Raising or caring for a child with special needs can be very challenging. Families do not always know where to start or who to turn too. Depending on the age of your child, there may be different programs or services available in your community. Below are some options for families to utilize to determine the best services or programs for their child.
Arizona Early Intervention Program – Birth to 3 years
The Arizona Early Intervention Program (AzEIP) is Arizona’s statewide, interagency system of supports and services for infants and toddlers with developmental delays or disabilities and their families.
AzEIP is established by Part C of the Individuals with Disabilities Education Act (IDEA), which provides eligible children and their family’s access to services to enhance the capacity of families and caregivers to support the child’s development.
If you have concerns about a child that is between birth and two years, nine months of age, or would like to learn more, please call the Arizona Early Intervention Program at (520) 325-6495 or (877) 222-5432. Parents, family members or child care providers may also make an online referral to AzEIP.
Child Find – 3 to 21 years old
All public education agencies in the state of Arizona are required to locate, identify, and evaluate children with disabilities that are located within their geographical boundaries including children who are: homeless, wards of the state, or placed in private schools.
Child find applies to:
- Children aged 3 through 21 years
- Students who are highly mobile, such as migrant and homeless
- Children suspected of having a disability, even though they are advancing from grade to grade
- Private school students (Does not apply to charter schools.)
- Home school students (Does not apply to charter schools.)
What is Child Find?
A public education agency is required by law to screen preschool children with disabilities or suspected developmental delays, who may be eligible to receive special education services.
The purpose of the screening is to identify those children who may need a more detailed evaluation. There is no cost for this service. To locate a Child Find near you, or for more information, please visit AZ FIND.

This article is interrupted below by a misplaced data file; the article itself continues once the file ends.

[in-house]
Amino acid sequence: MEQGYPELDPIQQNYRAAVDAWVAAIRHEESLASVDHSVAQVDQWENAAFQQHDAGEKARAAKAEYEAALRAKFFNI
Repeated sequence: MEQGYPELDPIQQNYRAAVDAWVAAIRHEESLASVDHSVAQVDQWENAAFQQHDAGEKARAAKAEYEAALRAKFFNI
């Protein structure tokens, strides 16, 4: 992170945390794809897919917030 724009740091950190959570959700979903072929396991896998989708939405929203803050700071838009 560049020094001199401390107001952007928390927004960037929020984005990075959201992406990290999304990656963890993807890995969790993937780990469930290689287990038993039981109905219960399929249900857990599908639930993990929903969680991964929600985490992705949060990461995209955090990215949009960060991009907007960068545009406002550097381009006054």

Early Childhood Special Education (ECSE) – 3 to 5 years old
If your child qualifies for services after being screened by Child Find, they may be eligible to attend an Early Childhood Special Education (ECSE) program in your district.
Early Childhood Special education and related services is a state and federally mandated program for children (ages 3-5) who meet state eligibility criteria because they are experiencing developmental delays. Eligibility for children is determined by criteria that have been established by federal and state rules and regulations.
School districts and other public agencies are responsible for locating, identifying and evaluating eligible children and offering a free & appropriate public education (FAPE). Special education and related services for preschool age is referred to as early childhood special education (ECSE). It is important to remember that special education is not a place but a system of services and supports for children with disabilities.
ECSE services are provided through federal funding under the IDEA and state general revenue funds.
Exceptional Student Services K-12
Exceptional Student Services (ESS) is accountable for ensuring that all special education programs, regulations, and procedures are in compliance with the Individuals with Disabilities Education Act (IDEA) and eligible children and youth with disabilities are receiving a free appropriate public education (FAPE). ESS provides exceptional customer service and technical assistance while enforcing the state and federal special education mandates to promote continuous improvement throughout the state.
For further information please visit the Exceptional Student Services (ESS) website, or call 602-542-4013
Office for Children with Special Health Care Needs
The Office for Children with Special Health Care Needs (OCSHCN) works to improve systems of care, provide information and referral to families, who would like assistance in finding the services available to their child; provide training to families and professionals on best practices related to medical home, cultural competence, transition to adulthood and family and youth involvement; and support telemedicine to provide services in remote areas of the state. Please visit at http://azdhs.gov/phs/owch/ocshcn/